Guidelines to improve energy efficiency in SEMED published


20 new energy efficiency policy recommendations to help countries in the southern and eastern Mediterranean (SEMED), Middle East and North Africa 

28 May 2014 – London, UK – The European Bank for Reconstruction and Development (EBRD) and the International Energy Agency (IEA) have joined with regional partners, the Regional Centre for Renewable Energy and Energy Efficiency (RCREEE) and the League of Arab States (LAS), to develop Energy Efficiency Policy Recommendations for the Mediterranean and North African region.

140528-pmwj23-energy-IMAGEWith energy consumption growing over 5 per cent a year in many Arab countries including those in the southern and eastern Mediterranean (SEMED) region, energy efficiency is not only the quickest and lowest-cost way to address the security and environmental issues; it is also one of the best ways for an economy to meet surging energy demand.

Drawing on the 2011 IEA 25 Energy Efficiency Policy Recommendations and proposals from other groups such as the World Energy Council, experts from 10 economies in the Arab region gathered in April 2013 at a roundtable in Amman, Jordan, to identify the key challenges and barriers facing energy efficiency in the region across the different sectors.

Challenges included the rapid growth in energy demand and highly subsidised energy prices. In the meantime the capacity of implementing regulatory policies remains very low.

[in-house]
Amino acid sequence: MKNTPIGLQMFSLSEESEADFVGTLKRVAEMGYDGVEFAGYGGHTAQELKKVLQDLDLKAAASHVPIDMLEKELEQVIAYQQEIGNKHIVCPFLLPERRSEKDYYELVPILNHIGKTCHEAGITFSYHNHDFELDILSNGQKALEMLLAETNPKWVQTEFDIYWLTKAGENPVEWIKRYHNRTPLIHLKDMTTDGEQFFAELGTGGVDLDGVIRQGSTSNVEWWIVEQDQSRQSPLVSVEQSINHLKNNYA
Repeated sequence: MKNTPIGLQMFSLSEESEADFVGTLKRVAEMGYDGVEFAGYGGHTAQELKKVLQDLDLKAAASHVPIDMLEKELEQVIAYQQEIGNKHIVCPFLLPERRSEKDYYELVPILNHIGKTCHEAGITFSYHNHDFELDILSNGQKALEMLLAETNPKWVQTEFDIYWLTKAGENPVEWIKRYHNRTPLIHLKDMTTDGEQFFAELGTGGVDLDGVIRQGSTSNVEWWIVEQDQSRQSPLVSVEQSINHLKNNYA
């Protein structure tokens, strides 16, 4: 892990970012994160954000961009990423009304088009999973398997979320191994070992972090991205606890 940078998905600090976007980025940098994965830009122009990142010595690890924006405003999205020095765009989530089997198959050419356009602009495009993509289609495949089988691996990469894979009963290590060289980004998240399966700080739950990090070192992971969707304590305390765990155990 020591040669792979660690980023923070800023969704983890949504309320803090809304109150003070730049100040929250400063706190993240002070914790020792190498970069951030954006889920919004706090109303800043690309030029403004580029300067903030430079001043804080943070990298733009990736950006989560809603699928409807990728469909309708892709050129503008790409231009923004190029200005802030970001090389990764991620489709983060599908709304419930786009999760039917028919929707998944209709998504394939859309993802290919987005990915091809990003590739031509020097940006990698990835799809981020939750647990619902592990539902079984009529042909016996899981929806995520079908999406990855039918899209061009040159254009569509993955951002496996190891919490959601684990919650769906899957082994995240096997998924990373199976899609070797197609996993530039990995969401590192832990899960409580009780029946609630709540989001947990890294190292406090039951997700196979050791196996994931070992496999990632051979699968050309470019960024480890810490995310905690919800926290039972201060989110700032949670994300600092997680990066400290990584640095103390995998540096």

The experts developed 20 energy efficiency policies to address the obstacles and realise the region’s potential for significant energy savings. The policies are cross-sectoral and focus on the minimum energy performance requirements, while highlighting the role of governments in drawing up and implementing strategies. The participants also called for close cooperation with other regional and international partners in the energy efficiency domain.

To view the report, go to The new IEA publication: the “Regional Energy Efficiency Policy Recommendations: Arab-Southern and Eastern Mediterranean (SEMED) Region”.

The SEMED is the latest region in which the Bank is working to support economic change. To date the EBRD has invested €944 million in 34 projects across various sectors.

The European Bank for Reconstruction and Development (EBRD), established in 1991 to nurture the private sector in central and Eastern Europe and ex-soviet countries, uses investment to help build market economies and democracies. The EBRD, owned by 61 countries and two intergovernmental institutions, is the largest single investor in the region and provides programme and project financing for banks, industries and businesses.  The EBRD has supported more than 3,500 projects in more than 30 countries to date.  For more information about the bank, visit http://www.ebrd.com/index.htm.  More about EBRD projects at http://www.ebrd.com/pages/project.shtml.

Source: EBRD

Editor’s note:  The 20 energy efficiency policies included in this report seem applicable to all countries everywhere.  In turn, they point to opportunities for programmes and projects to implement energy efficiencies, and can impact many other projects and project management topics.  We encourage all readers to click on the link and read the Regional Energy Efficiency Policy Recommendations.  They are brilliant!